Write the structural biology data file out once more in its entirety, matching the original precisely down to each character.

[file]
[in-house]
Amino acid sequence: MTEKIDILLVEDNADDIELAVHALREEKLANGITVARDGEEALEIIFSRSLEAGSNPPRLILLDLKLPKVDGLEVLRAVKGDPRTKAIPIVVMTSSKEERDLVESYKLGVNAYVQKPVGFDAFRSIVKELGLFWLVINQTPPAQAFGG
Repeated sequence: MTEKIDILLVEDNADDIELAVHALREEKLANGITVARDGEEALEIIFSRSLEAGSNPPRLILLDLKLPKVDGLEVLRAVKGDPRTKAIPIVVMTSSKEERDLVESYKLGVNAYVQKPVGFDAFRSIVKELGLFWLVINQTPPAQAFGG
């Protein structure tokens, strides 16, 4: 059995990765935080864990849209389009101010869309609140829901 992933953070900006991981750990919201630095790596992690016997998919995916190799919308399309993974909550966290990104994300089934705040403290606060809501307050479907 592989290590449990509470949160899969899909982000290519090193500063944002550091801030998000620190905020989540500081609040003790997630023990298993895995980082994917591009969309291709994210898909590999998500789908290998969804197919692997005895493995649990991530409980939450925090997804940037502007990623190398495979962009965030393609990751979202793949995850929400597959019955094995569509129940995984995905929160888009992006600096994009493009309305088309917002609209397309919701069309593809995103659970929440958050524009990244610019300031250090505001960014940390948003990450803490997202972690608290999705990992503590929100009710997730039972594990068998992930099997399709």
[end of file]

[in-house]
Amino acid sequence: MTEKIDILLVEDNADDIELAVHALREEKLANGITVARDGEEALEIIFSRSLEAGSNPPRLILLDLKLPKVDGLEVLRAVKGDPRTKAIPIVVMTSSKEERDLVESYKLGVNAYVQKPVGFDAFRSIVKELGLFWLVINQTPPAQAFGG
Repeated sequence: MTEKIDILLVEDNADDIELAVHALREEKLANGITVARDGEEALEIIFSRSLEAGSNPPRLILLDLKLPKVDGLEVLRAVKGDPRTKAIPIVVMTSSKEERDLVESYKLGVNAYVQKPVGFDAFRSIVKELGLFWLVINQTPPAQAFGG
């Protein structure tokens, strides 16, 4: 059995990765935080864990849209389009101010869309609140829901 992933953070900006991981750990919201630095790596992690016997998919995916190799919308399309993974909550966290990104994300089934705040403290606060809501307050479907 592989290590449990509470949160899969899909982000290519090193500063944002550091801030998000620190905020989540500081609040003790997630023990298993895995980082994917591009969309291709994210898909590999998500789908290998969804197919692997005895493995649990991530409980939450925090997804940037502007990623190398495979962009965030393609990751979202793949995850929400597959019955094995569509129940995984995905929160888009992006600096994009493009309305088309917002609209397309919701069309593809995103659970929440958050524009990244610019300031250090505001960014940390948003990450803490997202972690608290999705990992503590929100009710997730039972594990068998992930099997399709």